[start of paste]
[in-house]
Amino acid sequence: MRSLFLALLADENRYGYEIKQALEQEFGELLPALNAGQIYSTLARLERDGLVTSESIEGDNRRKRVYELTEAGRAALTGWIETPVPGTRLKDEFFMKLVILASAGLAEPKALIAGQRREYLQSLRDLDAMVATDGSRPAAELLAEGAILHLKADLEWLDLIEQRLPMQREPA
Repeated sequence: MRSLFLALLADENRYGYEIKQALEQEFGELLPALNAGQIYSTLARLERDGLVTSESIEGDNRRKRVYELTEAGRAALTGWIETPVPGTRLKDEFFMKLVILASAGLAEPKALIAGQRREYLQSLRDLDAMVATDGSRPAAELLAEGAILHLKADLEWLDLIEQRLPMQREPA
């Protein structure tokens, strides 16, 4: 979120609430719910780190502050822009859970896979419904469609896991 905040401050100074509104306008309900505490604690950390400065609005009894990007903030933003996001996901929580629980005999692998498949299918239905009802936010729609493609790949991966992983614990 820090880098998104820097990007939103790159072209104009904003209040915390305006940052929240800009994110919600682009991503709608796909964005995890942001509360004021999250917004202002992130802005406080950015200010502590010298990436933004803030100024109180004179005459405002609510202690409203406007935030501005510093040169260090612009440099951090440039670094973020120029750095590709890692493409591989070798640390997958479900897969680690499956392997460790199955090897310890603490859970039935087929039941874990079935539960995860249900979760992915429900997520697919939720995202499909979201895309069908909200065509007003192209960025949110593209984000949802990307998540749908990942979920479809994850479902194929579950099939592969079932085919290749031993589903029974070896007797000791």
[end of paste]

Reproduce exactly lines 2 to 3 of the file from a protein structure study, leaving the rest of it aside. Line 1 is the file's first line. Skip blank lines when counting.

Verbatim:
Amino acid sequence: MRSLFLALLADENRYGYEIKQALEQEFGELLPALNAGQIYSTLARLERDGLVTSESIEGDNRRKRVYELTEAGRAALTGWIETPVPGTRLKDEFFMKLVILASAGLAEPKALIAGQRREYLQSLRDLDAMVATDGSRPAAELLAEGAILHLKADLEWLDLIEQRLPMQREPA
Repeated sequence: MRSLFLALLADENRYGYEIKQALEQEFGELLPALNAGQIYSTLARLERDGLVTSESIEGDNRRKRVYELTEAGRAALTGWIETPVPGTRLKDEFFMKLVILASAGLAEPKALIAGQRREYLQSLRDLDAMVATDGSRPAAELLAEGAILHLKADLEWLDLIEQRLPMQREPA